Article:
White's story over the past three years is that of an aging pitcher who reinvented himself. In 2003 and 2004 he was generally pretty bad. His strikeout rate dropped substantially between '03 and '4, while his walk rates and home run rates remained relatively high. Last year, White seemed to be much improved. His low strikeout rate remained, as his walk rates were relatively unchanged, but his HR-allowed rates plummeted to an almost absurdly low 0.36 hr/9: White only allowed 3 home runs in 75 innings. This newfound ability to keep the ball in the park allowed White to be a very effective pitcher last year, turning in an honest 3.72 ERA (FIP=3.81) and being a bright spot in the Pirates' bullpen.

'03 to '05 Splits:
Category IP K/9 BB/9 HR/9 BABIP ERA FIP
vs. Left 91 6.7 3.7 0.99 0.280 4.53 4.38
vs. Right 129 4.9 2.9 1.47 0.308 5.16 5.42
Home 106 5.2 2.8 1.61 0.296 5.26 5.45
Away 91 5.7 3.8 1.29 0.281 4.35 5.23
Surprisingly, White has been more effective vs. left-handed batters than right-handed batters over the past three years. While he walks them more often, he strikes them out more often and allows fewer home runs to left-handers than to right-handed batters. And it's a substantial effect: in 2005, he posted a 2.96 ERA vs. lefties and a 4.09 ERA vs. righties! I haven't seen White pitch enough to know why this might be, though some right-handers can be very effective vs. lefties by throwing cutters in on the hands (e.g. Mariano Rivera). In contrast, the few times I've seen him, White seems to rely on a 94-mph fastball. I've love to hear from folks who might be able to explain this interesting split. Regardless of how he does it, this tendency has interesting implications for how he should be used, particularly given that the Reds are already carrying three lefthanders in their bullpen.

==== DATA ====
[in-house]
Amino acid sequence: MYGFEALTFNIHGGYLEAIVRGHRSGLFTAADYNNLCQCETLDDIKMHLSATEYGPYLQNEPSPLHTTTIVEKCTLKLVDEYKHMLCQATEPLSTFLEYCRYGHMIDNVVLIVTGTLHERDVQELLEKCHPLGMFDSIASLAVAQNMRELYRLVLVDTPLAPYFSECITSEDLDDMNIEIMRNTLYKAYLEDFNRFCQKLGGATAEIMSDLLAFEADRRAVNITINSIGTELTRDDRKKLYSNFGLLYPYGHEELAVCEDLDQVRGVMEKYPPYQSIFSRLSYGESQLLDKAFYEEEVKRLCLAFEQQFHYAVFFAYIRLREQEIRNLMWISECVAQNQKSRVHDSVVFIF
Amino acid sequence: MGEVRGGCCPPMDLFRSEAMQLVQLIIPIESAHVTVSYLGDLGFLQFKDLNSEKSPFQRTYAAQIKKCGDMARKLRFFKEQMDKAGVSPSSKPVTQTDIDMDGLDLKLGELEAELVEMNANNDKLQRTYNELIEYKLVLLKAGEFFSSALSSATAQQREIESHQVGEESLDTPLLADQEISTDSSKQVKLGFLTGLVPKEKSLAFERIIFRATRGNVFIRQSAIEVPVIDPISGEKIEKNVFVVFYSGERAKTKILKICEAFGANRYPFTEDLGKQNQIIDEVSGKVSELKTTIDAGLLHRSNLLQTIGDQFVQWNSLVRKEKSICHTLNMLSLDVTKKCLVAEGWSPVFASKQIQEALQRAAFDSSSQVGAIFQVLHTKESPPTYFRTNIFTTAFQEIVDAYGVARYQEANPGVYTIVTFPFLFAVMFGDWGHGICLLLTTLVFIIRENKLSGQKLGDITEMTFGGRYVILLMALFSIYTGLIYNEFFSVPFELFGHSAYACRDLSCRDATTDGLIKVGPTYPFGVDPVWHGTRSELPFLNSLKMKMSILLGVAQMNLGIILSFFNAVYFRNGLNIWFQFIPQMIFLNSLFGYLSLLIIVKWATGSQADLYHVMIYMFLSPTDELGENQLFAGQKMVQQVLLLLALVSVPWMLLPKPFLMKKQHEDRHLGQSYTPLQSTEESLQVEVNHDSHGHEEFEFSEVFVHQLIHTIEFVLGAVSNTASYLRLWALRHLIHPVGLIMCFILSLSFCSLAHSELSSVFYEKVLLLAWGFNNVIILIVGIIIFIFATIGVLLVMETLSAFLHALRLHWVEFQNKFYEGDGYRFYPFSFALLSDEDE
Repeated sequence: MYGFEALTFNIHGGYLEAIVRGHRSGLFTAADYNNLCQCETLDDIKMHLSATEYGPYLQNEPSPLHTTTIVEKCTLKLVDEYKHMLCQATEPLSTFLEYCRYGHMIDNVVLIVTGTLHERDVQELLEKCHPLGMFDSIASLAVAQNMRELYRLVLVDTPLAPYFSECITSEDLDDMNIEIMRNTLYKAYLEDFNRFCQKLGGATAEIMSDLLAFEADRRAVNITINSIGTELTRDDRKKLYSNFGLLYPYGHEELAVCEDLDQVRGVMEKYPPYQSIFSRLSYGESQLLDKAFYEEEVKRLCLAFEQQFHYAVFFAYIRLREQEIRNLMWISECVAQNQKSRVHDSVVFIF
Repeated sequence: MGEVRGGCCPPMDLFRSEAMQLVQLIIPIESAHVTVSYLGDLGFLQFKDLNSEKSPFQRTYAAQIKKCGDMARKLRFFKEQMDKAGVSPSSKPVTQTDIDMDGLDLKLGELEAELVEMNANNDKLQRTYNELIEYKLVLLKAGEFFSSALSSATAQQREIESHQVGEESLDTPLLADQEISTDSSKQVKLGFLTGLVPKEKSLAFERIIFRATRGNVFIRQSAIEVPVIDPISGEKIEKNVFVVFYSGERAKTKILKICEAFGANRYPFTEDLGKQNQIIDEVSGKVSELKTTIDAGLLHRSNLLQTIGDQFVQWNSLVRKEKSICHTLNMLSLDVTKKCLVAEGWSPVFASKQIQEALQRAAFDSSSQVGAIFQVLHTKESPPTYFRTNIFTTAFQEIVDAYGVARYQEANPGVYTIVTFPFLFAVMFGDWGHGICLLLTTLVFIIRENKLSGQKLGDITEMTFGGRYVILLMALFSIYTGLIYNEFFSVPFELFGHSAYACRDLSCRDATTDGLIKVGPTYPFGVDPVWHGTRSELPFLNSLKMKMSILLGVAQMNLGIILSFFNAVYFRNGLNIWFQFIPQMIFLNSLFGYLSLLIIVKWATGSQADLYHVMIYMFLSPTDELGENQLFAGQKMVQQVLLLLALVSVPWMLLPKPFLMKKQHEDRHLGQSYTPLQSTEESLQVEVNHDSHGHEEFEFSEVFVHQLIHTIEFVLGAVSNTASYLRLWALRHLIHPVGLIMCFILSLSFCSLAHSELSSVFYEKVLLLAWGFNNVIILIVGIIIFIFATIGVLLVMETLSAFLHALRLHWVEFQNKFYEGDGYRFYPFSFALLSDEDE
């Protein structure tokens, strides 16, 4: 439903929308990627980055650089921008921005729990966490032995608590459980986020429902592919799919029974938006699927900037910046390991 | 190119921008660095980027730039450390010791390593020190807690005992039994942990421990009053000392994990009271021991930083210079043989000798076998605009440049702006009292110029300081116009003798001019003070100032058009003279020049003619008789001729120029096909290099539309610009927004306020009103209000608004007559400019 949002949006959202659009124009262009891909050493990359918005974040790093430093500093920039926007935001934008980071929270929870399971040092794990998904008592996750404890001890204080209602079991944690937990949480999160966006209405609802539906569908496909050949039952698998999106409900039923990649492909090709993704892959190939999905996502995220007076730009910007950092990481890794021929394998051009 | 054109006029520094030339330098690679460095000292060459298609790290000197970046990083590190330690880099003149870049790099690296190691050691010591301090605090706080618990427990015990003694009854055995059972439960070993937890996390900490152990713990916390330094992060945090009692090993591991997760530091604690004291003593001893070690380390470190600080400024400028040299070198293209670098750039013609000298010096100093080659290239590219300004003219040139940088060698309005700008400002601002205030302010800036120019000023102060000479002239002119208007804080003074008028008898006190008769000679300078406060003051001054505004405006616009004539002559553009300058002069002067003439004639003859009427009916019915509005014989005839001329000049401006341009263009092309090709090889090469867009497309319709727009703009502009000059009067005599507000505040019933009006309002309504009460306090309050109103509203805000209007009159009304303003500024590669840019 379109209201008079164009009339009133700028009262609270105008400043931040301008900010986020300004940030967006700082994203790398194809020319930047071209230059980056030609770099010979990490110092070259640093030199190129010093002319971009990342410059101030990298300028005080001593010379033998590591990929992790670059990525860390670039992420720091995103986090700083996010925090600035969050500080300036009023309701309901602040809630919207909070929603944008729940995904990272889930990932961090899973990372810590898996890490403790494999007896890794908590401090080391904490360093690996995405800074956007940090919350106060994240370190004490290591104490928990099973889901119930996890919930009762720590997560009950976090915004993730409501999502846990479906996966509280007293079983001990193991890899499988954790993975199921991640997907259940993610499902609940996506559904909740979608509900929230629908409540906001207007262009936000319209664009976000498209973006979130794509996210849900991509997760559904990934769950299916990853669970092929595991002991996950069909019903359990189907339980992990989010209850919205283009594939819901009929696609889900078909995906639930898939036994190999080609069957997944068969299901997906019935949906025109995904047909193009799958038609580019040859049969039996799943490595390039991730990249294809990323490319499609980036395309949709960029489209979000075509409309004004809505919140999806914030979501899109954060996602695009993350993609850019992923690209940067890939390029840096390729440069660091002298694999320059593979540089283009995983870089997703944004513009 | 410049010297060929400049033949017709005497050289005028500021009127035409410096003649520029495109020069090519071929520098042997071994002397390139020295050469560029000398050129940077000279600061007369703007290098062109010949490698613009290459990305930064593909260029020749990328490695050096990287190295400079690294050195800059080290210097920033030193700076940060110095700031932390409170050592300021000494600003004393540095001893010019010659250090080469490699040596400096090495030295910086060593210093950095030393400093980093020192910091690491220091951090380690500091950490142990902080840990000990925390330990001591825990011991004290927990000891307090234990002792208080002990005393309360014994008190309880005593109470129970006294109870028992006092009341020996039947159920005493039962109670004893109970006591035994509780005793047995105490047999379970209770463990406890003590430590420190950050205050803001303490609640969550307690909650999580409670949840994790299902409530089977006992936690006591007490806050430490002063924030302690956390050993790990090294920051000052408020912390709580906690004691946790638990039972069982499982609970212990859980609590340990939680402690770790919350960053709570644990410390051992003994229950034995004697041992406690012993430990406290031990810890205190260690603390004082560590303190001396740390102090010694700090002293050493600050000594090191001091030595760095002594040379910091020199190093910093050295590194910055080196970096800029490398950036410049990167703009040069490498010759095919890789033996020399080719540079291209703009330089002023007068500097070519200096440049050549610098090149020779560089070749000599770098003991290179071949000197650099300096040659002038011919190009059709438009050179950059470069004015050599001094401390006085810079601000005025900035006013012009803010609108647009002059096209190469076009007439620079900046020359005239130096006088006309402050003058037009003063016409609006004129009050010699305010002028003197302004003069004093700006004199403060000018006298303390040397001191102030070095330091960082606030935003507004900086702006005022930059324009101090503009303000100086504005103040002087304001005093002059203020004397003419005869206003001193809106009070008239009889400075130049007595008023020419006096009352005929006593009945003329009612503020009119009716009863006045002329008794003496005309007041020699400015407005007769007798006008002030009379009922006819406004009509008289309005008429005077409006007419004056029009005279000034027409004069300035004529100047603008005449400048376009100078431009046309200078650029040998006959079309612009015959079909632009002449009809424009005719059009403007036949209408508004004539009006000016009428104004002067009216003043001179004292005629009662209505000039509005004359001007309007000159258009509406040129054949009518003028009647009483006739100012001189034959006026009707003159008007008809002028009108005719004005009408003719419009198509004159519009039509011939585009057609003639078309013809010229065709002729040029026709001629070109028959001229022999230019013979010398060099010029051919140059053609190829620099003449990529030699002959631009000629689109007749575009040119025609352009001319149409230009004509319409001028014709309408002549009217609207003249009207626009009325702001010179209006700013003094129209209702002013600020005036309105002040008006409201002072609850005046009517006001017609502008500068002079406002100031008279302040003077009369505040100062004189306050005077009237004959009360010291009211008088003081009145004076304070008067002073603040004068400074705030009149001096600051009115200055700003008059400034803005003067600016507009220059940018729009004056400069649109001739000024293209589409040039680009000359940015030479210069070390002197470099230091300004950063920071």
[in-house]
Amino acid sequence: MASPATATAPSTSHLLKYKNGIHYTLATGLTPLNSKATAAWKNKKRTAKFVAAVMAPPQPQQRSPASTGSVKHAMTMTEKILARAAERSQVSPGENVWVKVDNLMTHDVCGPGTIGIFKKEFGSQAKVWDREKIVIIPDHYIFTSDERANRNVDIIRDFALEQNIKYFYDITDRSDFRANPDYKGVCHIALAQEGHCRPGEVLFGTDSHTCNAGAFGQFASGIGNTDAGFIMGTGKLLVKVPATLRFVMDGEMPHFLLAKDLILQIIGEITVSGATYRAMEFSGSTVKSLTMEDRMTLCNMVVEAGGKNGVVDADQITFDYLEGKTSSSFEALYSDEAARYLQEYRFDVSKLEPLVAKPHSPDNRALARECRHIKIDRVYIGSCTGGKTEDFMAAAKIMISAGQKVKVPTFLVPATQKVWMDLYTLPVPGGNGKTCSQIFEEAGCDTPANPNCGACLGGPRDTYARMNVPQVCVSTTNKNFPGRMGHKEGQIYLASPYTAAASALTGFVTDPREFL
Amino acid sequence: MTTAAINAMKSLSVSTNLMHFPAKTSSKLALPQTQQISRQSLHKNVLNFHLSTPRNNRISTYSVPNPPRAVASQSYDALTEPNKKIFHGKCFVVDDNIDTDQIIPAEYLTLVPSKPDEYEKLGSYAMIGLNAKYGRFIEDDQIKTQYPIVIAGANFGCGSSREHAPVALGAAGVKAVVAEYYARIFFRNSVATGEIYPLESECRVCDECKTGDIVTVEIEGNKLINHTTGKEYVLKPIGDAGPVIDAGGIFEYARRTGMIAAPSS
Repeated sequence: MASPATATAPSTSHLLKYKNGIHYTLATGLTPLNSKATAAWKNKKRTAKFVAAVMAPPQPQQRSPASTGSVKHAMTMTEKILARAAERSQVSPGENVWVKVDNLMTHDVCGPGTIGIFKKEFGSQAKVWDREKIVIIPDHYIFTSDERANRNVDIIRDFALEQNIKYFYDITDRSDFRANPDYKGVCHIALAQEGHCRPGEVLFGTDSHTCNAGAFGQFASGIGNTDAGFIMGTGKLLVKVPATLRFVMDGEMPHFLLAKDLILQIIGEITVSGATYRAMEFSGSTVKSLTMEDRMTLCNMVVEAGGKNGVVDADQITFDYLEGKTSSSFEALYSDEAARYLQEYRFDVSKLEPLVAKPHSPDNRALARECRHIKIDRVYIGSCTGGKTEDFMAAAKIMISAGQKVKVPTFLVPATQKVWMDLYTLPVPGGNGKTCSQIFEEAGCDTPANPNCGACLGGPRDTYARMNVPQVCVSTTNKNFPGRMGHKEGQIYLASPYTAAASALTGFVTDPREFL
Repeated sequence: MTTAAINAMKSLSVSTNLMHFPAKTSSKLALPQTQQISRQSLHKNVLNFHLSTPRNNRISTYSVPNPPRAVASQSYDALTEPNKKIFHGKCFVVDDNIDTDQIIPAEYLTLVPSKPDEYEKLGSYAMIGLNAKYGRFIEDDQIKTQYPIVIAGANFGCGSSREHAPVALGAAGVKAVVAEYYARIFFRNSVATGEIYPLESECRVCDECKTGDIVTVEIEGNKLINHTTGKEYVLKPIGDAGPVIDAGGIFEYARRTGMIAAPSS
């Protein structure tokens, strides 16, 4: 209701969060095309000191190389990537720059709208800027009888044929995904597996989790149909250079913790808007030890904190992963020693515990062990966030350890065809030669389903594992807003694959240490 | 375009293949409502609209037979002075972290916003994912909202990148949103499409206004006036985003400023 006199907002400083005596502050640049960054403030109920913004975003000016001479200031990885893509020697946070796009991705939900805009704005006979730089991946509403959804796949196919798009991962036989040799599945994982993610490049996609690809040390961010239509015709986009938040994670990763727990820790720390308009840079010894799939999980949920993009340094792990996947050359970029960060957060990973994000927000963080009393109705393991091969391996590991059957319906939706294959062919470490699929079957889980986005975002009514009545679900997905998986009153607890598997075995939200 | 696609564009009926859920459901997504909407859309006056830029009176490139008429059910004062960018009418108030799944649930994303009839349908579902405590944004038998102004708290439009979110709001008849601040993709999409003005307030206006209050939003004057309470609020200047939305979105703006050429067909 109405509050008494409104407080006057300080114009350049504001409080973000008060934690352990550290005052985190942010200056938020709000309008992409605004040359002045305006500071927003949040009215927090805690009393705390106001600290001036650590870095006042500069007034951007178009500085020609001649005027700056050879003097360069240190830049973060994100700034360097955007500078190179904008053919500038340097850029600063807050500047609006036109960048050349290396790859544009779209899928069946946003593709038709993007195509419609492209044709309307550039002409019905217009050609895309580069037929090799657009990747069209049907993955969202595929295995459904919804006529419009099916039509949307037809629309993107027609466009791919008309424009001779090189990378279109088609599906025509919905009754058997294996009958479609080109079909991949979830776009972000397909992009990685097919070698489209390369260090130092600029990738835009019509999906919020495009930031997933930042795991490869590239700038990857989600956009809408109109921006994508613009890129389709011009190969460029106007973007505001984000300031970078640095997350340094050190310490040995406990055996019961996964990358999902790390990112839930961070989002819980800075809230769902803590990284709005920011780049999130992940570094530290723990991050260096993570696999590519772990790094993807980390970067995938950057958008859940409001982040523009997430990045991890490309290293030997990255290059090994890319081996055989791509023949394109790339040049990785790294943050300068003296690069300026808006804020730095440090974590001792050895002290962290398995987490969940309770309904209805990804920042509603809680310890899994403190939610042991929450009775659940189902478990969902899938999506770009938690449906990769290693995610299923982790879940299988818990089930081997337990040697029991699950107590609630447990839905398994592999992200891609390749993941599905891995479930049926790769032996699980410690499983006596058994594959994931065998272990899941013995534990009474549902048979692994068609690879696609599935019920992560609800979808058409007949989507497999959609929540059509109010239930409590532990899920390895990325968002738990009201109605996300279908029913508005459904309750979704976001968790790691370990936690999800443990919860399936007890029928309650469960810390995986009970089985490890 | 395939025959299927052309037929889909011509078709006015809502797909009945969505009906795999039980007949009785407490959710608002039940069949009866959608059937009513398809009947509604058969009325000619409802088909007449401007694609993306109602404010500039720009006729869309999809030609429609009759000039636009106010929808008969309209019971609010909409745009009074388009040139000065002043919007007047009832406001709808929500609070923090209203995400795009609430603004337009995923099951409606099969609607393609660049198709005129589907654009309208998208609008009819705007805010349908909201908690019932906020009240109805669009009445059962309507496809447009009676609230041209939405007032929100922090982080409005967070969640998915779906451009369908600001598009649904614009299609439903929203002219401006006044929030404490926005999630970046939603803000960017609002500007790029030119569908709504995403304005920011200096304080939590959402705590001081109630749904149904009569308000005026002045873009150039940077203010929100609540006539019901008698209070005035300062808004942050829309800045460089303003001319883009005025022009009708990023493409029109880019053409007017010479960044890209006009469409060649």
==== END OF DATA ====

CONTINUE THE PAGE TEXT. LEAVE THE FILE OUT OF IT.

PECOTA75 59.3 5.3 2.9 0.76 0.295 3.42 4.08 4.05 11.6 52%
PECOTA 53.7 5.2 3.0 1.01 0.315 4.63 4.50 5.04 3.1 52%
PECOTA25 43.3 4.8 3.5 1.45 0.346 6.81 5.42 6.83 -9.2 51%
ZiPS 78.0 5.1 3.3 1.04 0.288 4.96 4.69 --- --- ---
Honestly, I'm surprised the projections are as kind to White as they are. All do predict a decline from last year, but there's a way in which I think they might be a bit generous All seem to agree that this strikeout rate is unlikely to return to its 2003 levels. That seems natural, given that '03 represented a career high in strikeout rate. However, they also predict that his HR-allowed rate will remain near his career norms: not as good as '05, but not as bad as they were in '03-'04. From my perspective, I see a guy who, at 36, managed a good season in the face of reduced ability (strikeout rate) by keeping the ball in the park a rate well below his career norms.